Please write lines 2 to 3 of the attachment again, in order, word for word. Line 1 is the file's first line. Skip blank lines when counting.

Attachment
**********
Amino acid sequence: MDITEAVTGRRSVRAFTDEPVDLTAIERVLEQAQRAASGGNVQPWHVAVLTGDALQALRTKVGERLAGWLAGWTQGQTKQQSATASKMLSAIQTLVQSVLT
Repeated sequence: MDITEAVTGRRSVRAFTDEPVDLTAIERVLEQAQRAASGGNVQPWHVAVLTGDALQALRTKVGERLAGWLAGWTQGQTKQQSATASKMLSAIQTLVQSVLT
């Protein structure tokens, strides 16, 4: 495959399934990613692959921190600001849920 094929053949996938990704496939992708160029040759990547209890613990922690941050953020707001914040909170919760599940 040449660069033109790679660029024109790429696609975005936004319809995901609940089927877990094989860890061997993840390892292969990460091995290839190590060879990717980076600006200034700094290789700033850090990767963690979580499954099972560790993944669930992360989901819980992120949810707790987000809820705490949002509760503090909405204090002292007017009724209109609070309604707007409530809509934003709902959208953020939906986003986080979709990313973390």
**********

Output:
Repeated sequence: MDITEAVTGRRSVRAFTDEPVDLTAIERVLEQAQRAASGGNVQPWHVAVLTGDALQALRTKVGERLAGWLAGWTQGQTKQQSATASKMLSAIQTLVQSVLT
């Protein structure tokens, strides 16, 4: 495959399934990613692959921190600001849920 094929053949996938990704496939992708160029040759990547209890613990922690941050953020707001914040909170919760599940 040449660069033109790679660029024109790429696609975005936004319809995901609940089927877990094989860890061997993840390892292969990460091995290839190590060879990717980076600006200034700094290789700033850090990767963690979580499954099972560790993944669930992360989901819980992120949810707790987000809820705490949002509760503090909405204090002292007017009724209109609070309604707007409530809509934003709902959208953020939906986003986080979709990313973390």